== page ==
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This Guideline is applicable to all medical and nursing staff working in neonatal units in The West of Scotland.
A capillary sample is a blood sample collected by pricking the skin. Capillaries are tiny blood vessels which are near the skin surface.
In the neonate it is generally performed by heel puncture/stick. This is a minimally invasive and easily accessible method of obtaining capillary blood samples for a variety of tests. Heel puncture/stick sampling can also help preserve venous access for future intravenous lines.
Capillary sampling can be used to take small volume specimens for monitoring:
Good technique is important to avoid the following problems
NB – Consideration should be given to repeating a specimen, possibly using a venous sample, if the result is out of keeping with the baby’s condition or previous results.
Morbidity for the baby
Prior to carrying out any procedure on a baby the practitioner must be familiar with the infant’s plan of care. In order to provide developmentally supportive care an effort should be made to cluster any blood samples required as well as trying to time the sampling with the baby’s cares as far a possible.
Check patient ID
Ensure positive identification of baby and that name bands, blood forms and bottles all correlate. Double check Chi number in case of twins to ensure right test, for right baby and labelled appropriately.
If required, consent should be sought from parents prior to the procedure being carried out e.g. Newborn bloodspot screening.
Ensure a Safe Environment.
Ensure the baby is appropriately positioned/contained/swaddled.
Whenever possible, involve the mother in the procedure, using skin to skin contact, breastfeeding or non-nutritive sucking. For some procedures oral sucrose may be used – see oral sucrose guideline.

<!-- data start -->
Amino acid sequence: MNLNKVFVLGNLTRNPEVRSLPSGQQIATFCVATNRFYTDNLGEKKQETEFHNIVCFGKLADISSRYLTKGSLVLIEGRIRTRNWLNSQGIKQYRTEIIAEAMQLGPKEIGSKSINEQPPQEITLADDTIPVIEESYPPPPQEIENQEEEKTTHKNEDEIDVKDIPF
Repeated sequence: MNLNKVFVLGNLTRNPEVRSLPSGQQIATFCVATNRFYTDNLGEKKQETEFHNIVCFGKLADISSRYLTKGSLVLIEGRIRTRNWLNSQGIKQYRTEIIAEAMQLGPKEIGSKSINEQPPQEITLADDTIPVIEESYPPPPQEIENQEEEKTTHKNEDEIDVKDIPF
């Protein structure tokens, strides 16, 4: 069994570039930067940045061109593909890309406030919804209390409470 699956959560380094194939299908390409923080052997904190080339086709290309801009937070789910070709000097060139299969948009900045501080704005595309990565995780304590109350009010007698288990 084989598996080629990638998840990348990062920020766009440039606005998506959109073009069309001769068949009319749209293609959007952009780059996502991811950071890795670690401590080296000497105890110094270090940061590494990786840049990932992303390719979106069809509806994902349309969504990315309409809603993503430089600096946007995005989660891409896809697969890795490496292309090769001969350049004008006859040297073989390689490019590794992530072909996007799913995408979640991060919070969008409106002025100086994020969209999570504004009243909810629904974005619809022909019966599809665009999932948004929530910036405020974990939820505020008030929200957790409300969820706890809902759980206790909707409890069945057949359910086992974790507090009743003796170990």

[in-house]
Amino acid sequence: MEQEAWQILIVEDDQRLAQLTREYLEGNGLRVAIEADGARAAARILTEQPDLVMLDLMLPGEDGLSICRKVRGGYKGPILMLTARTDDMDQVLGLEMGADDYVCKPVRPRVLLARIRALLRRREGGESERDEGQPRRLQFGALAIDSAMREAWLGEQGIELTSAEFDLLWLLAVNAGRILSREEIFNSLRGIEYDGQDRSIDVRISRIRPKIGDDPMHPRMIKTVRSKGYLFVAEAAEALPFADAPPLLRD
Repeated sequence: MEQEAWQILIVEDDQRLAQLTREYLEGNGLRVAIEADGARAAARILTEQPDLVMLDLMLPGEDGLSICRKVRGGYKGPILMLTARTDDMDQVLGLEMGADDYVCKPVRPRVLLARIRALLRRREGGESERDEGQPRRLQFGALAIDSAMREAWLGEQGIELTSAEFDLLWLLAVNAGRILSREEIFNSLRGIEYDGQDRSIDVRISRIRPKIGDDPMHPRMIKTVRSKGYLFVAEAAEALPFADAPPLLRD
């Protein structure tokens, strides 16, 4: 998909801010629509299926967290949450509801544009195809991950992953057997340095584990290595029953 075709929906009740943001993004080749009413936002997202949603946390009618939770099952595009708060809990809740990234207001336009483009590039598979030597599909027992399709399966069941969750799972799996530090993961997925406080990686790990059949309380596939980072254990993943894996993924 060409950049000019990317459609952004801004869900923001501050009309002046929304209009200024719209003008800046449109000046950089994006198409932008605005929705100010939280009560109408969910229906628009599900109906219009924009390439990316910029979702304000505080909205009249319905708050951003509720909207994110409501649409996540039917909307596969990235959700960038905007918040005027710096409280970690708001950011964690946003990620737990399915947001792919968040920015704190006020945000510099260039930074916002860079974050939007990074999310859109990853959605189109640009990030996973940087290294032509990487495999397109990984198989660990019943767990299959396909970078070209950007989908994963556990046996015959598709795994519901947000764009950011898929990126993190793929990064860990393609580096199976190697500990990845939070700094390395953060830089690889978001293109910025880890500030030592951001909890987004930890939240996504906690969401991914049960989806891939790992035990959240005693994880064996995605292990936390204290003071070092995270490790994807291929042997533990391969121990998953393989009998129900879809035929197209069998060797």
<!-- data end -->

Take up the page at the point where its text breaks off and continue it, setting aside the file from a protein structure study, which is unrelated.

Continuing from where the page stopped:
Identifying an appropriate site
The shaded areas on the lateral aspects of the heel are the preferred sites as this avoids the main nerves.The area should be examined for previous, recent, puncture sites and the chosen site rotated if frequent sampling is required.
Procedure for obtaining the sample
This is not a sterile procedure however a clinical hand wash should be performed or alcohol gel applied (See antisepsis guidelines) before donning gloves.
To obtain the blood sample:
Completing the Procedure
Once the sample has been obtained:
Blumenfeld TA, Turi GK, Blanc WA (1979) Recommended site and depth of newborn heel skin punctures based on anatomical measurements and histopathology. Lancet 1 (8110): 230-3.
Mancini AJ (2004) Skin. Pediatrics 113 (4 Suppl): 1114-9.
McIntosh N, Van Veen L, Brameyer H (1993) The pain of heel prick and its measurement in preterm infants. Pain 52 (1): 71-4.
Royal College of Nursing (2005) Competencies: an education and training competency framework for capillary blood sampling and venepuncture in children and young people. London, RCN
Royal College of Nursing (2010) Restrictive physical intervention and therapeutic holding for children and young people. London, RCN
Wallymahmed M (2007) Capillary blood glucose monitoring. Nursing Standard 21,38: 35-38
Last reviewed: 16 September 2019
Next review: 01 September 2019
Author(s): L. Raeside - ANNP RHC
Co-Author(s): Other Professionals Consulted: Dr J Simpson - Neonatal Consultant RHC; Dr L. Jackson - Neonatal Consultant RHC
Approved By: West of Scotland Neonatology Managed Clinical Network